EFFECTS OF PLANTING PATTERNS AND IRRIGATION CONDITIONS ON THE PHOTOSYNTHETIC CHARACTERISTICS OF WINTER WHEAT.
The effects of irrigation and planting pattern on wheat in field conducted at Taian northern China during 2011-12. The experiments consisted of two planting patterns (single and double rows) and two irrigation levels (0 and 180 mm) resulting in the same plant density (200 A- 104 plant/ha). Each experiment plot was 3 m A- 3 m in size and replicated thrice in split-plot design. During course of study net photosynthetic rate H2O conductance transpiration rate and maximum photochemical efficiency of flag leaves and grain yield of winter wheat were recorded. At the maturity stage the net photosynthetic rate of the plants grown in a double-row planting pattern was higher than that of the plants grown in a single-row planting pattern without irrigation. H2O conductance and transpiration rate of plants in the double-row planting pattern were higher than those grown in the single-row planting pattern without and with irrigation. The double- row planting pattern exhibited higher capacity utilization to high light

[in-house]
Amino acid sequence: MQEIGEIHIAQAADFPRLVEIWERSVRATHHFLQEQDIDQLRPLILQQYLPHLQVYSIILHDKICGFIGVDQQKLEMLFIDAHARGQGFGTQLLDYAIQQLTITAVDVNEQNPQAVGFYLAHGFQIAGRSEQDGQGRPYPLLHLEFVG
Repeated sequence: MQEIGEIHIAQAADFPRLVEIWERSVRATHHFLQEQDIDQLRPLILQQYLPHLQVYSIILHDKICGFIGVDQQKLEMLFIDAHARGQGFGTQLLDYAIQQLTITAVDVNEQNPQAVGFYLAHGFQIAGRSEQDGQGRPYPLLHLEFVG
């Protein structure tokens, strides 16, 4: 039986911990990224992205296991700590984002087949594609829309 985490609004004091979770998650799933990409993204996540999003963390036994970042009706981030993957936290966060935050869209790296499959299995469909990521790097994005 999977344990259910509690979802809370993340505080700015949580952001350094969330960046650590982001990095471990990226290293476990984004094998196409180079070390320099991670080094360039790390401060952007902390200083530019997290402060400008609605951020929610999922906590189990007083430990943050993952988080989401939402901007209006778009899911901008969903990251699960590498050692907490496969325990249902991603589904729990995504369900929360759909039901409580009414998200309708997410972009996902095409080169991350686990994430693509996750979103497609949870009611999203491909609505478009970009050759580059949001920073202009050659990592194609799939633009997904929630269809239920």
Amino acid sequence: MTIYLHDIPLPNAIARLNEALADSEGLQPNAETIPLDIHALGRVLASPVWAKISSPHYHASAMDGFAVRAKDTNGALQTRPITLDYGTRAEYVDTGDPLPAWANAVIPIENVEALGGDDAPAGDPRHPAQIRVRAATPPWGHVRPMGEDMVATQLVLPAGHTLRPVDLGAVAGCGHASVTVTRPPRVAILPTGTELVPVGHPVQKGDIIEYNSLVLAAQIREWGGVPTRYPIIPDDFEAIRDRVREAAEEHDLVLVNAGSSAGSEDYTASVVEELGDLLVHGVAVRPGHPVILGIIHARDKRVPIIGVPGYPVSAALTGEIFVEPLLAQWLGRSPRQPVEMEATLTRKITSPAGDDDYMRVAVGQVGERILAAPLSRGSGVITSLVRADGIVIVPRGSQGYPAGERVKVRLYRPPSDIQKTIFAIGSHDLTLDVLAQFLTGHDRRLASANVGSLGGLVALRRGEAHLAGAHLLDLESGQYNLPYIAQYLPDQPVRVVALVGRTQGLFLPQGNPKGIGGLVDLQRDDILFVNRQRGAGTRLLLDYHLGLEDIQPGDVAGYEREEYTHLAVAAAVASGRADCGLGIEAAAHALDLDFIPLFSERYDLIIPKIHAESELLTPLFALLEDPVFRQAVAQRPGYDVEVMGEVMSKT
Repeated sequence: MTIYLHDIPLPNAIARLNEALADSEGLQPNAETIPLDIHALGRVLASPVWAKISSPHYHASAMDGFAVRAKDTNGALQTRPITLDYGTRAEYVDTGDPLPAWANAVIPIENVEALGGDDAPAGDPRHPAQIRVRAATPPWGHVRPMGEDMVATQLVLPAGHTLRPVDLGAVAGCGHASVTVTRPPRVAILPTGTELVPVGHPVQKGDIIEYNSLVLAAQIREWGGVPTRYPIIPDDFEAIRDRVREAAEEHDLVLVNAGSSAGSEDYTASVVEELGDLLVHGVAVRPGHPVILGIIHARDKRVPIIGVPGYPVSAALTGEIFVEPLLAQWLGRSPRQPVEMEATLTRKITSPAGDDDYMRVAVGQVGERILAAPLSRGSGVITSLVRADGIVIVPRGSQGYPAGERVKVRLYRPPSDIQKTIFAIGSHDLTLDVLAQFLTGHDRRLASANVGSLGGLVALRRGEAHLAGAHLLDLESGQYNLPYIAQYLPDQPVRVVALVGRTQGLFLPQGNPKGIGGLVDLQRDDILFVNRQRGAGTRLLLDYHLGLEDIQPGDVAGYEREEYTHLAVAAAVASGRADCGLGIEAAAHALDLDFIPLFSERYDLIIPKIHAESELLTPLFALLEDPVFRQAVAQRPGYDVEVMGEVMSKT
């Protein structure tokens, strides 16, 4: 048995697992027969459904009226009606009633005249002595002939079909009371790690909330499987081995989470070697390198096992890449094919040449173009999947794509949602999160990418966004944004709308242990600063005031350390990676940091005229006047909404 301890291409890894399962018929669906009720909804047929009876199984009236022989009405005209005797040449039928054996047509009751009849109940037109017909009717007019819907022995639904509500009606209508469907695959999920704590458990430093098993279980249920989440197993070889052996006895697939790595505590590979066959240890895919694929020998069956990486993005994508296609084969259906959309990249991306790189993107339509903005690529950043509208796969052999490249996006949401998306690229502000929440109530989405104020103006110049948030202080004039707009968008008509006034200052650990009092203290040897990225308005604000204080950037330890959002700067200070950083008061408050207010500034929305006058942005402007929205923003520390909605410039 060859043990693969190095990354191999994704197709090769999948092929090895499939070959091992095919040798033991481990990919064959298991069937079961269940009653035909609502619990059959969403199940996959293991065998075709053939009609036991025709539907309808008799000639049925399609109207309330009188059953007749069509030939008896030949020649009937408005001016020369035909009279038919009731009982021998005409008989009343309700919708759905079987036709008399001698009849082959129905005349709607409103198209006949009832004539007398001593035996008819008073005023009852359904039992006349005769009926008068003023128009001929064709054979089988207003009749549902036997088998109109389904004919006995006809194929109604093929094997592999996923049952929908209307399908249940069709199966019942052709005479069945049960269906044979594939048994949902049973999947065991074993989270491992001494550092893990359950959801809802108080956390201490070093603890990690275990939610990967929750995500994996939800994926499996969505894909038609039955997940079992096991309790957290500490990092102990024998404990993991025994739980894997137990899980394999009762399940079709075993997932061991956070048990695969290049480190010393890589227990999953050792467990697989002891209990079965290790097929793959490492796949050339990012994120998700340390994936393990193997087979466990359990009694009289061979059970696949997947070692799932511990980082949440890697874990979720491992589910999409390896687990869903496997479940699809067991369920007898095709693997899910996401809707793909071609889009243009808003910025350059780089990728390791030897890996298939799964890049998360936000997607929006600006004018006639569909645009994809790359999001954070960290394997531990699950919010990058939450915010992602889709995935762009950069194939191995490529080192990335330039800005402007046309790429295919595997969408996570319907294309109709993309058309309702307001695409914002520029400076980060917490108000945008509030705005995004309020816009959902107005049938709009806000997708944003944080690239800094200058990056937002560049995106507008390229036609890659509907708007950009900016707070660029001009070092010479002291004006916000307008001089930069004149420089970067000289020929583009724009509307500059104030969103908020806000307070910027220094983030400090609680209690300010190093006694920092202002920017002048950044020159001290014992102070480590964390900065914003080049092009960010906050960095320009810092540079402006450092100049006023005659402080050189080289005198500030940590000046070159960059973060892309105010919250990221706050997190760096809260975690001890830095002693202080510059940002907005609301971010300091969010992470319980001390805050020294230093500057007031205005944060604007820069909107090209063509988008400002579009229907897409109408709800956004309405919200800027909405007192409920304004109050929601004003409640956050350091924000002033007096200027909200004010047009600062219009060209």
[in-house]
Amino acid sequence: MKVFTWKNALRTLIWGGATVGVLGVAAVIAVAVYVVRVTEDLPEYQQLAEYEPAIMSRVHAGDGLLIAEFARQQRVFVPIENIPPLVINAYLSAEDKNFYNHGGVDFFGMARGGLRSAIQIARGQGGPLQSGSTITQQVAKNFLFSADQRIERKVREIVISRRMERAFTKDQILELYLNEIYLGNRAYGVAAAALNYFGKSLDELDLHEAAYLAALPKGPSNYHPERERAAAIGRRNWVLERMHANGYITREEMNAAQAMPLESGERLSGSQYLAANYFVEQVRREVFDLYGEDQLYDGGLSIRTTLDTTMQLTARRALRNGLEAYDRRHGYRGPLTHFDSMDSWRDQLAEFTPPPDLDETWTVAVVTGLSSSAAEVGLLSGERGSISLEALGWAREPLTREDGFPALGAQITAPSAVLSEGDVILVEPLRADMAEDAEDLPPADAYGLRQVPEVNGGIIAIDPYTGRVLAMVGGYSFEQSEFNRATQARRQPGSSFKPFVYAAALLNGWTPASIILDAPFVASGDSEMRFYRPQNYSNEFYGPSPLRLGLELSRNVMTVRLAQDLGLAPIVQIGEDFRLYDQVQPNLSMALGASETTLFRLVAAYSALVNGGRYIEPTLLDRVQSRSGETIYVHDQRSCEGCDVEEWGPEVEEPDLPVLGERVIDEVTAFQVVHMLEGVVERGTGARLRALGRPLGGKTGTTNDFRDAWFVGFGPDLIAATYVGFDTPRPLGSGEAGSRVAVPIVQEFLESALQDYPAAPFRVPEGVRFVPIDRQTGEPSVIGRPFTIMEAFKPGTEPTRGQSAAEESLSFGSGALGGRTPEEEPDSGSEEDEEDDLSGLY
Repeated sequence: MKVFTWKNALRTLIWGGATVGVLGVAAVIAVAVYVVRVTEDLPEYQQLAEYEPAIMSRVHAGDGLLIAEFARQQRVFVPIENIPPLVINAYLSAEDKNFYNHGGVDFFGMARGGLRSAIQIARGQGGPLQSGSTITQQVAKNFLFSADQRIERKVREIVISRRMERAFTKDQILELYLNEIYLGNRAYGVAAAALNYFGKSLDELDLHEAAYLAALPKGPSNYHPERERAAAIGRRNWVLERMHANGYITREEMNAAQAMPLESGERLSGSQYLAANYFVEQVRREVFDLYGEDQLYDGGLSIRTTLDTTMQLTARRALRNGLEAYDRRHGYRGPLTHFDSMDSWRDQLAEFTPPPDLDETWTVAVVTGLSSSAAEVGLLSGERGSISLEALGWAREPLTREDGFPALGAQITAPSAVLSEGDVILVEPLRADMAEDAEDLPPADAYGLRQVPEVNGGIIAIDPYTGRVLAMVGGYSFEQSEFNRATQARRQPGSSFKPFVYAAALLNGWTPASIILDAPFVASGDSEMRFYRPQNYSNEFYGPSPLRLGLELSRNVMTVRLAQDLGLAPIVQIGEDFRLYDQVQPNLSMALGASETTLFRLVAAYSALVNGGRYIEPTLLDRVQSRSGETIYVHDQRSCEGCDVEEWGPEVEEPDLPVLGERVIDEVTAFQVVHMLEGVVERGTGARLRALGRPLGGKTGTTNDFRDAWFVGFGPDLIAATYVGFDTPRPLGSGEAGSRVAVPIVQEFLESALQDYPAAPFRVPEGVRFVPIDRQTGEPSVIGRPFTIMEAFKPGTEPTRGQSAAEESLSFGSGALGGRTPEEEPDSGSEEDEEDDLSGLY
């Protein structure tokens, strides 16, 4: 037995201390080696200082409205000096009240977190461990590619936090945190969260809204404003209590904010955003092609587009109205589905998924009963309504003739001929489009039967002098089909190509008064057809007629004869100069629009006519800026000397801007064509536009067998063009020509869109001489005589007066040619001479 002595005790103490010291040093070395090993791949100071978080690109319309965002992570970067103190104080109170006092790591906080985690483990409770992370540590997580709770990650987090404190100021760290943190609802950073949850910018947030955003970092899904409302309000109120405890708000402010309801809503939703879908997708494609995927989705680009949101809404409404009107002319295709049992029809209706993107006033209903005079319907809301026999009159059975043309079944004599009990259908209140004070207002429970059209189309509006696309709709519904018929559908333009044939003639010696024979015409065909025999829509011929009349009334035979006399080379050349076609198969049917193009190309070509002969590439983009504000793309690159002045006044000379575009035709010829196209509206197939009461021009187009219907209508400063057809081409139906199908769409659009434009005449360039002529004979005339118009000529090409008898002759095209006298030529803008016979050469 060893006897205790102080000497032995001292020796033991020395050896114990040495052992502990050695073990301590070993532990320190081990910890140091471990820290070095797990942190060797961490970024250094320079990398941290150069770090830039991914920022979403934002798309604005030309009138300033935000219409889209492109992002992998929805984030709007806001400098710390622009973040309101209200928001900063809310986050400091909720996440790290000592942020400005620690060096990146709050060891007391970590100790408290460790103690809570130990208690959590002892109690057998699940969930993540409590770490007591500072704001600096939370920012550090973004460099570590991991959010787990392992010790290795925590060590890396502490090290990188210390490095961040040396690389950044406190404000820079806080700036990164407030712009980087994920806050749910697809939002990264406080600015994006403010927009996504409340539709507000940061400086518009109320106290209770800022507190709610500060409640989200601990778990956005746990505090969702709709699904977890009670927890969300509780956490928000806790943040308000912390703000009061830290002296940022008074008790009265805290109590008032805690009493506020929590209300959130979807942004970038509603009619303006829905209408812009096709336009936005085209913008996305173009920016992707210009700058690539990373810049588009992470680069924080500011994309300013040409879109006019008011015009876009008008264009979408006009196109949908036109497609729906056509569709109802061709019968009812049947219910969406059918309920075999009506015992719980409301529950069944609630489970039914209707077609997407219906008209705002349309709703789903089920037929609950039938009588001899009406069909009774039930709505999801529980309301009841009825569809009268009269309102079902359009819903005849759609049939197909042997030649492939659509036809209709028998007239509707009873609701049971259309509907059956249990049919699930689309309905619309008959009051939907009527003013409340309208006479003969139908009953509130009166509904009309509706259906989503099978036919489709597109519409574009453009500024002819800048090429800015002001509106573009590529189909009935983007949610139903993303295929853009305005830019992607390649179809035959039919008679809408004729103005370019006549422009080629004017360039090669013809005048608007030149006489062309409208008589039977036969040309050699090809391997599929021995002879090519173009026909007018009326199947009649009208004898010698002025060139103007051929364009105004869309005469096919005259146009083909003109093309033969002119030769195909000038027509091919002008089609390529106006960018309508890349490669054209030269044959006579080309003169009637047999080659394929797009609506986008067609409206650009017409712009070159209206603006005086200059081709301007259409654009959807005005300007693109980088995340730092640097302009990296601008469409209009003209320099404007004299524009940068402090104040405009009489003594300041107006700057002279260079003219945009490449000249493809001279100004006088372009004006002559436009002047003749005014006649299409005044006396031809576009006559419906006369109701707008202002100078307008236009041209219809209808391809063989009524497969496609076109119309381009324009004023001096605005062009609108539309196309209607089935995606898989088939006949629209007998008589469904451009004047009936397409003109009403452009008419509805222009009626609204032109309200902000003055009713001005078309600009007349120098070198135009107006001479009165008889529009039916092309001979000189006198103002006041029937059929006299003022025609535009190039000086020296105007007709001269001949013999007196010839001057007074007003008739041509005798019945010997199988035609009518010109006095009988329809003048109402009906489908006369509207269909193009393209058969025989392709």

and higher resistivity to photo inhibition than the single-row planting pattern. The spike number per square meter of the double-row planting pattern was higher than that of the single-row planting pattern under the same water treatment. The 1000-kernel weight of the non-irrigated plants grown in the double-row planting pattern was higher than that in the single-row planting pattern. Hence the double-row planting pattern improved the photosynthetic capacity of winter wheat under water stress (non-irrigated plants).
Key words: Triticum aestivum; net photosynthetic rate; light response curve; photochemical efficiency; yield.
Row spacing and line spacing are agronomics practices those determine the spatial distribution of a plant population structure affecting canopy structure light interception radiation use efficiency and biomass production (Eberbach and Pala 2005). Interplant competition can occur when the supply of a single essential factor of growth decreases below the aggregate demands of plants (Avola 2008; Abadouz 2010). If plants are sown sufficiently close to one another one plant can influence another plant and modify the soil or atmospheric environment of the other plant thereby decreasing growth rate (De Bruin and Pedersen 2008). The main competition factors of plants include light water nutrients and weeds (Brant et al. 2009). Therefore plant spacing influences yield (Kazemeini et al. 2009; Cox and Cherney 2011).